[Content warning: suffering, oblivion]
Every so often, someone on Reddit realizes that about half of people wipe themselves with toilet paper sitting down, and the other half do it standing up. This discovery is followed by horror on both sides that other people do it differently.
I occasionally have the same feeling when I talk about ethics. Every so often I run up against a base-level clash of intuitions with somebody else, where they disagree on a preference I would have expected to be self-evident. This is pretty bad, since some forms of consequentialism are a lot more elegant if we imagine that all apparent moral disagreements are just people failing to think through their own preferences clearly enough and everyone really agrees about morality deep down.
A lot of these clashes of intuitions have to do with the idea of suffering versus oblivion. In order to explore this further, I asked people on Twitter and Tumblr to answer some survey questions like the following:
1. Would you rather:
Option A: Live the rest of your life working 16 hour days, seven days a week, as a McDonalds cashier. You will have no time off except the time you need to eat, sleep, and use the restroom. Your entire life will be spent doing McDonalds cashier related tasks. When you are no longer able to perform your tasks, you will die painlessly.
Option B: Die painlessly right now.
2. Would you rather:
Option A: Live a long but unhappy life. You live to be 120. You spend most of your time unhappy, but you are not actively suicidal.
Option B: Live a short but happy life. You die ten years from now, in 2026, after being hit by a car. Until then, you do fulfilling work, have happy relationships, and meet with success in most projects.
3. Would you prefer:
Option A: A world with 100 trillion trillion sentient beings, all of whom are miserable, but not quite so miserable that they wish they were never born.
Option B: A world with 1 million sentient beings, all of whom are happy and consider their world a utopia.
4. What percent certainty of going to Heaven would you need before you would prefer a world with both Heaven and Hell to a world where death ends inevitably in oblivion?
Before checking the results, I had five hypotheses.
First, people would be split in their answers to these questions, with strong feelings on both sides.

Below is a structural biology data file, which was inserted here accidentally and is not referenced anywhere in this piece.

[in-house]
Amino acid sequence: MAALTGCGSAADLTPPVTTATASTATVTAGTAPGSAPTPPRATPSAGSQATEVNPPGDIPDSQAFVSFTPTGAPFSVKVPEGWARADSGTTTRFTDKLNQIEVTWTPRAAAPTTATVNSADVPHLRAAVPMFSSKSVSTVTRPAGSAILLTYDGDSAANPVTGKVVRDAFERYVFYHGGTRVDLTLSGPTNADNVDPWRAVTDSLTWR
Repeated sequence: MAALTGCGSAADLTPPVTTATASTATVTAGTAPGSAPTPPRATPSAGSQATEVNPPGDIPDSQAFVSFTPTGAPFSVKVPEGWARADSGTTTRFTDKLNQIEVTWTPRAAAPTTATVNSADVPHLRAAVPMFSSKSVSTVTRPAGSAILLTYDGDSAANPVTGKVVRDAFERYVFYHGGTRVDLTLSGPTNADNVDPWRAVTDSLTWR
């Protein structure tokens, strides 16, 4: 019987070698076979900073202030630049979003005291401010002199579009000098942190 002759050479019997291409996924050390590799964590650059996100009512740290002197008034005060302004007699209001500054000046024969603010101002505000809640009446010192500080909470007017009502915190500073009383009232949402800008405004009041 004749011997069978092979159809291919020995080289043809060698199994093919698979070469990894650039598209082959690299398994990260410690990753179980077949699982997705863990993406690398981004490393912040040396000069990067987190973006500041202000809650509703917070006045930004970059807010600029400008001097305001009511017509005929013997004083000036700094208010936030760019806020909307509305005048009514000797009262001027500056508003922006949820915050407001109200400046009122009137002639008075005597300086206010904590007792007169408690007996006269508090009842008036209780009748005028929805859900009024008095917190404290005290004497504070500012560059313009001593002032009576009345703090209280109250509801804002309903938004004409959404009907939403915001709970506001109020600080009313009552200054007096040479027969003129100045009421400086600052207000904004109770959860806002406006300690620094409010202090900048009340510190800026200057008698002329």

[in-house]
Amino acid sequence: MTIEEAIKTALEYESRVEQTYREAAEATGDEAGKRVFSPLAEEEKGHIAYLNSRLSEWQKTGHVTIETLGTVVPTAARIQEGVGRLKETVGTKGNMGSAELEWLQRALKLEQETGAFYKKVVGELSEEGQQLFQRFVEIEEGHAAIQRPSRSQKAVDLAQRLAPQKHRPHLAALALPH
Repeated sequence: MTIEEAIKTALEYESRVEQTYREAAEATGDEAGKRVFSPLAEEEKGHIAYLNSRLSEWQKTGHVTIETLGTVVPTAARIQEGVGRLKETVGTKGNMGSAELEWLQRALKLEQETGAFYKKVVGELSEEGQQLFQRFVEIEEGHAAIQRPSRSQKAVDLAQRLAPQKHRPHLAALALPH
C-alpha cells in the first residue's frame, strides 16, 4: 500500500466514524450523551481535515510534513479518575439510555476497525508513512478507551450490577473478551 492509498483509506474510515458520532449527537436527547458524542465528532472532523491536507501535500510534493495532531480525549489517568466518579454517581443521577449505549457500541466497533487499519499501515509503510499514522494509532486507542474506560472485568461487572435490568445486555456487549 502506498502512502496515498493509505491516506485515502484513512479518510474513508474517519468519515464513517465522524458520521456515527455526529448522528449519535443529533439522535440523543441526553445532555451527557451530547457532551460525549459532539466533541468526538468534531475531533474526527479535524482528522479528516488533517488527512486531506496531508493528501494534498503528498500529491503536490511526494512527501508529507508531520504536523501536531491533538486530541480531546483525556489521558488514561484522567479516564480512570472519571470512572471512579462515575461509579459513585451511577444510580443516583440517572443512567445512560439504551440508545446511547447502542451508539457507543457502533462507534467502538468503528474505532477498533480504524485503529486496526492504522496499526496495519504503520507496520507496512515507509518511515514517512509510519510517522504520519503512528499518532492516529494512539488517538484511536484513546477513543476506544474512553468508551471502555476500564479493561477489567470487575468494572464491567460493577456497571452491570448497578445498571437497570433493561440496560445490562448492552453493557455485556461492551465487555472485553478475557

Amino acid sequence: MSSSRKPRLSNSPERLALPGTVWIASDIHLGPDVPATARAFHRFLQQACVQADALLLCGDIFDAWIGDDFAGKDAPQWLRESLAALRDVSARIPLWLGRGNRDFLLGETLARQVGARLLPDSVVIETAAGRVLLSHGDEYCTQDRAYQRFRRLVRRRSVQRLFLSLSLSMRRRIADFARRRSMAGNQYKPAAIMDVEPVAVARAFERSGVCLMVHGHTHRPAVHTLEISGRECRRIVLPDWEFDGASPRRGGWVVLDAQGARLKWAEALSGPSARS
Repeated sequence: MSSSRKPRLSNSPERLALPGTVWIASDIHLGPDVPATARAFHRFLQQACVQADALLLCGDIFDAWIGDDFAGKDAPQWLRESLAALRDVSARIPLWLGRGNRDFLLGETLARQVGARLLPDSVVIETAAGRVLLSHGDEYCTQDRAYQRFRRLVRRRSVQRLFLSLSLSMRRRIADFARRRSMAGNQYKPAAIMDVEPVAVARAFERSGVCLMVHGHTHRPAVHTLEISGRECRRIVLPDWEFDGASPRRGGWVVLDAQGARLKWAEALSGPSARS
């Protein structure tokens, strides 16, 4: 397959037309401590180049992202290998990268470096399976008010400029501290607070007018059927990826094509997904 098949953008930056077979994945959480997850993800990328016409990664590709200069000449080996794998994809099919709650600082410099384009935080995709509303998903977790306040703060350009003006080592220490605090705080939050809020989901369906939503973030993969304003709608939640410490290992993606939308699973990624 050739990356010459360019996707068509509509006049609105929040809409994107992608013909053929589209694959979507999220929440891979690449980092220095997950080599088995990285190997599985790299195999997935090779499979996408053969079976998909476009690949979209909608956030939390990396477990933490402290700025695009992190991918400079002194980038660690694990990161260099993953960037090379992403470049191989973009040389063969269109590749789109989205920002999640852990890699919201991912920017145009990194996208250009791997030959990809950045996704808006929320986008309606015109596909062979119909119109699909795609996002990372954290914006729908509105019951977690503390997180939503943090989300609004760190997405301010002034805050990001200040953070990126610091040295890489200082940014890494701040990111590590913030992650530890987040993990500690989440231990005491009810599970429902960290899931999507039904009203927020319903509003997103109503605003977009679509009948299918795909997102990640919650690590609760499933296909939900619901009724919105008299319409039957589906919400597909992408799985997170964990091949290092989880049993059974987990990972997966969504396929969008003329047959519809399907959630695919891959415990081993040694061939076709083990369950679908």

Second, answers to all questions would correlate along a general factor of oblivion-preference versus suffering-preference. That is, people who would prefer oblivion to working at McDonalds would also be more likely to prefer a short life of happiness to a long life of unhappiness, et cetera.
Third, this factor would predict whether somebody endorsed a form of population ethics which promotes creating new people (question 3 is sort of just asking this already, but I also included a more direct question along those lines).
Fourth, this factor would predict some real-world consequences like whether people believed in a right to euthanasia and whether they were signed up for cryonics.
Fifth, happier people would be more likely to prefer suffering over oblivion, because they view life as generally excellent and so oblivion represents more of a sacrifice for them.
1090 people took the survey (social media is a wonderful thing). The survey specifically asked that you not think about other people or the question’s effects on them and just choose whatever made you selfishly happier. Several people complained to me that the concept of “generally unhappy, but does not wish they were never born” didn’t make sense to them, which I guess is data in and of itself. The results were:
The first hypothesis was confirmed:
On the fourth question, people answered everything, from demands of certain salvation (n = 320), to being okay with certain damnation (n = 69), and everything in between.
The second hypothesis was weakly confirmed:
Orange results are significant at p < 0.05, red results at p < 0.01. We did not adjust for multiple comparisons.
There are significant correlations between most of the questions, but they are not very strong. When I limited the analysis to the people who felt most strongly about their answers to the questions, the correlations went up a bit:
The third hypothesis was not supported.
I asked people a pretty direct question about the ethics of creating new people:
5. Creating new sentient beings is:
Option A: Exactly comparable to improving the lives of existing beings. Creating a life that experiences 100 utils is exactly as good as improving existing lives 100 utils.
Option B: Generally good, but less good than improving the lives of existing beings by the same amount
Option C: Morally neutral
Option D: Bad
Option E: I am not a consequentialist or otherwise don’t want to answer this question
The results were:
The only correlation with any other question was with the one hundred trillion trillion sentients question, which is basically asking the same thing in different words. The correlation with all the other questions was not significant and in fact very close to zero.
The fourth and fifth hypotheses were weakly supported.
I gathered a general score of people’s pro-oblivion or pro-suffering bias based on their answers to the first three questions and how strongly they felt about them. It predicted the following:
The specific questions here were:
Whether you believe everybody has a right to commit suicide if they want, including people who are not terminally ill.
Whether you believe people who are terminally ill should have a right to suicide, ie traditional euthanasia.
Whether you are interested in signing up for cryonics.
And whether you consider yourself a happy person.
All were correlated with preference for oblivion over suffering in the expected direction, but not very strongly.
So it looks like people have very different opinions about when to choose death versus suffering, but that these opinions are inconsistent and only weakly driven by broad cross-situation intuitions.